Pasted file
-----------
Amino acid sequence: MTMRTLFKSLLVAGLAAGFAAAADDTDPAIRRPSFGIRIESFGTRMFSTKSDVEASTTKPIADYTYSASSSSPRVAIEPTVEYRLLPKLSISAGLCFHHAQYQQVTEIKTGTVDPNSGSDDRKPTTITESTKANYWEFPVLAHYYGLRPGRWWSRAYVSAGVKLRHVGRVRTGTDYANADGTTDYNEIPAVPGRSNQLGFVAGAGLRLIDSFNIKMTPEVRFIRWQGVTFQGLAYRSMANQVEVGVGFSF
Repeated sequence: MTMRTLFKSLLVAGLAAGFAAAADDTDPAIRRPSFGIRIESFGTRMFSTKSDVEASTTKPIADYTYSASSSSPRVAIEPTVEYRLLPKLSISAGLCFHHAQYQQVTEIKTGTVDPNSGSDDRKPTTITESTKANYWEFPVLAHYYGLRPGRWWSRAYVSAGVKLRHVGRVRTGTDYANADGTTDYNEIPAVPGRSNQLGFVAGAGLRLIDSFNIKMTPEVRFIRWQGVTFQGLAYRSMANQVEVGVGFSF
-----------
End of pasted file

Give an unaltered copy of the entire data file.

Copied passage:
Amino acid sequence: MTMRTLFKSLLVAGLAAGFAAAADDTDPAIRRPSFGIRIESFGTRMFSTKSDVEASTTKPIADYTYSASSSSPRVAIEPTVEYRLLPKLSISAGLCFHHAQYQQVTEIKTGTVDPNSGSDDRKPTTITESTKANYWEFPVLAHYYGLRPGRWWSRAYVSAGVKLRHVGRVRTGTDYANADGTTDYNEIPAVPGRSNQLGFVAGAGLRLIDSFNIKMTPEVRFIRWQGVTFQGLAYRSMANQVEVGVGFSF
Repeated sequence: MTMRTLFKSLLVAGLAAGFAAAADDTDPAIRRPSFGIRIESFGTRMFSTKSDVEASTTKPIADYTYSASSSSPRVAIEPTVEYRLLPKLSISAGLCFHHAQYQQVTEIKTGTVDPNSGSDDRKPTTITESTKANYWEFPVLAHYYGLRPGRWWSRAYVSAGVKLRHVGRVRTGTDYANADGTTDYNEIPAVPGRSNQLGFVAGAGLRLIDSFNIKMTPEVRFIRWQGVTFQGLAYRSMANQVEVGVGFSF